Sophie de Oliveira Barata’s Alternative Limb Project applies an artistic approach to prosthetic limb design, seeking to create unique and personalized prosthetic limbs for amputees. With her degree in Special Effects Prosthetics for film and television from London Arts University and 8 years of work for prosthetic providers creating realistic limbs, de Oliveira Barata has now established her own studio working as a specialist consultant alongside prosthetists to create alternative prosthetic effects with direct input from clients. She also collaborates with other artists – designers, laser-cutters, metal, plastic, and wood workers – in order to maximize the potential for a unique prosthetic. In addition to her “surreal” and “unreal” prosthetic designs, she is also highly skilled in crafting realistic looking limbs.
The experience of losing a limb, often under intense and strenuous circumstances, can be alienating and disempowering. Through her work, de Oliveira Barata offers a creative form of empowerment, one that is both functional and fashionable.
“Generally the whole technology is moving towards trying to recapture a lifelike limb that looks realistic and also acts realistic in motion,” says de Oliveira Barata. ”In this instance I’m doing the complete opposite and I think it does capture that whole childlike imagination — it’s like being a superhero with super powers.”
“It’s drawing attention to their disability in a positive way…Rather than people seeing what’s missing, it’s about what they’ve got…Having an alternative limb is about claiming control and saying ‘I’m an individual and this reflects who I am.’” (via cnn)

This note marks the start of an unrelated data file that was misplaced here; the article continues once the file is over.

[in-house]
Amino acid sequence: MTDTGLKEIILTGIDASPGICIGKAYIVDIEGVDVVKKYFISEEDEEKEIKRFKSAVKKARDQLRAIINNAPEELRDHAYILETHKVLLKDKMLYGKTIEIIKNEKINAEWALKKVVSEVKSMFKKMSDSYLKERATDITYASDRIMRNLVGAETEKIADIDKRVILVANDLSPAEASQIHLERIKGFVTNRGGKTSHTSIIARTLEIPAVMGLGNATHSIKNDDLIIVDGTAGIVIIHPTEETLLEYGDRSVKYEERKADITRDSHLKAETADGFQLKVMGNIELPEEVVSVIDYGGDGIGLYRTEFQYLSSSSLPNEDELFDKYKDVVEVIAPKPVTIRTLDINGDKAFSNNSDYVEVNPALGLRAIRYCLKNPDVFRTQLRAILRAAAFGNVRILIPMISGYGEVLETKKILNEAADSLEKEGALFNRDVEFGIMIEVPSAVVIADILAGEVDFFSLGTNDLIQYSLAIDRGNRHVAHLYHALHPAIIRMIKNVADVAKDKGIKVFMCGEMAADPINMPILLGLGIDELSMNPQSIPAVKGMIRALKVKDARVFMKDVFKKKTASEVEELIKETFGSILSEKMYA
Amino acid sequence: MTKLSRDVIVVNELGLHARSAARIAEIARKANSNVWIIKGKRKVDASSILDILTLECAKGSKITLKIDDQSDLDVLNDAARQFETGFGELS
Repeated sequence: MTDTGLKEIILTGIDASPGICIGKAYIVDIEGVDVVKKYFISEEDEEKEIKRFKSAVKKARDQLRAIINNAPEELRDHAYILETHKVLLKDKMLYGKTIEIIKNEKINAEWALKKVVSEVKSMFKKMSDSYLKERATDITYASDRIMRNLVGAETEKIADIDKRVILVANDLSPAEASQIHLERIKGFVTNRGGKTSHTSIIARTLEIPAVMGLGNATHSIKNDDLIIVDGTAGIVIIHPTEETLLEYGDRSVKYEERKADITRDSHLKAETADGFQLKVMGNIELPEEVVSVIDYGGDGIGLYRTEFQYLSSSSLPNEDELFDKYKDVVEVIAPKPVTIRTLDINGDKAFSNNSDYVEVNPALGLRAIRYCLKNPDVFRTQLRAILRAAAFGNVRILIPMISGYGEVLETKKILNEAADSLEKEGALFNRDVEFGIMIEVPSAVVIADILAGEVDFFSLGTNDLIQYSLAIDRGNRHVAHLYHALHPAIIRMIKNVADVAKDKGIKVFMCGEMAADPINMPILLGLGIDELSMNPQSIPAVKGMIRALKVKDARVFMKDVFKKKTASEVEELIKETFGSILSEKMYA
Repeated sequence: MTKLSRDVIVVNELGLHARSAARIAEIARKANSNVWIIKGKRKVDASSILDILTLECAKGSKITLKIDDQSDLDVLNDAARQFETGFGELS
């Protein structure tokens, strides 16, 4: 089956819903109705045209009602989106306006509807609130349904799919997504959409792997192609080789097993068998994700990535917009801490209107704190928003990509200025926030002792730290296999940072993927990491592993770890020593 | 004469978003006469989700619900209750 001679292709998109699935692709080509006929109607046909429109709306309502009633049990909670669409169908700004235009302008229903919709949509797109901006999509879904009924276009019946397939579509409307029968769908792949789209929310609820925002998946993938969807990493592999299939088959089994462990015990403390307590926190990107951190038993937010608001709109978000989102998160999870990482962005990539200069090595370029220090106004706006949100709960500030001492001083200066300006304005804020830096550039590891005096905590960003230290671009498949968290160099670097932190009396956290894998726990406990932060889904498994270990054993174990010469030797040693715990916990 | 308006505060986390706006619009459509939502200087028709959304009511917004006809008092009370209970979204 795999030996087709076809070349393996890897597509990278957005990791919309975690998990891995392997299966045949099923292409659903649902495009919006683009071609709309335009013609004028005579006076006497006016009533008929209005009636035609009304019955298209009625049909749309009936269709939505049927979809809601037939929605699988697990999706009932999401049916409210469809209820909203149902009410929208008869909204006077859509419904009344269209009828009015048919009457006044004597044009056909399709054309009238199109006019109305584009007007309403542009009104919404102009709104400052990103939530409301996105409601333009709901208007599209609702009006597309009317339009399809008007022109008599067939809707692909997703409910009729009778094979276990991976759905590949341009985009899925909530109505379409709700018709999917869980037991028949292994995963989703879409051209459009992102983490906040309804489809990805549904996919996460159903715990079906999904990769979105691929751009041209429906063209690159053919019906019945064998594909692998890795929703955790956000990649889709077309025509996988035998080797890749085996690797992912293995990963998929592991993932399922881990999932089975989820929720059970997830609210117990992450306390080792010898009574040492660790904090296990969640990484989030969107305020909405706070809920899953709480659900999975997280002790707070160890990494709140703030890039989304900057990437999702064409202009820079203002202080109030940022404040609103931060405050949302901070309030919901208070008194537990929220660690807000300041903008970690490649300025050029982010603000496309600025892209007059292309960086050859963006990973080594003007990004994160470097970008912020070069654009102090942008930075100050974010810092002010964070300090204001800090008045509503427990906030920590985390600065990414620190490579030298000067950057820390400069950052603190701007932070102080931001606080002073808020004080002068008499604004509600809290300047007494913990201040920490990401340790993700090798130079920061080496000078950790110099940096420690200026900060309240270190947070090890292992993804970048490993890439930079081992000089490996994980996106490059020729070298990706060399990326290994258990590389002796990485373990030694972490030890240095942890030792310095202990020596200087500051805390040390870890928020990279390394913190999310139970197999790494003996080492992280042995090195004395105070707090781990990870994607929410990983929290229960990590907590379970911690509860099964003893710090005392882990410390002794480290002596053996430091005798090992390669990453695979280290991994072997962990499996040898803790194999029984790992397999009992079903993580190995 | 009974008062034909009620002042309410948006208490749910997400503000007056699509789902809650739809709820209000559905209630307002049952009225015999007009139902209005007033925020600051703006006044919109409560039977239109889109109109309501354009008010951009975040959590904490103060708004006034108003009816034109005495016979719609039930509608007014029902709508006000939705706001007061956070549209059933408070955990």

Photography has long been used to document the scientific process and display visual evidence, so when Ulric Collette began to use the medium to show how genetics can exhibit itself, it was both the obvious similarities, and differences, that caught everyone’s attention. Working out of Quebec, Canada, Ulric, a self-taught photographer and graphic designer, began the photoseries in 2008 where family member’s faces were spliced together to create portraits that compared physical appearance with contrasting ages. The process seems like a no-brainer, but it was truly born from an accident. The photographer explains, “I was attempting to create something totally different with another project, and in the process I came up with the first picture, me and my then 7-year-old son,”. Realizing the easily viewed comparison between generations when shown spliced together, Ulric began to enlist the help of others to show the effects of genetics. He continues, “I decided to try the same process with a few family members and the project was born.”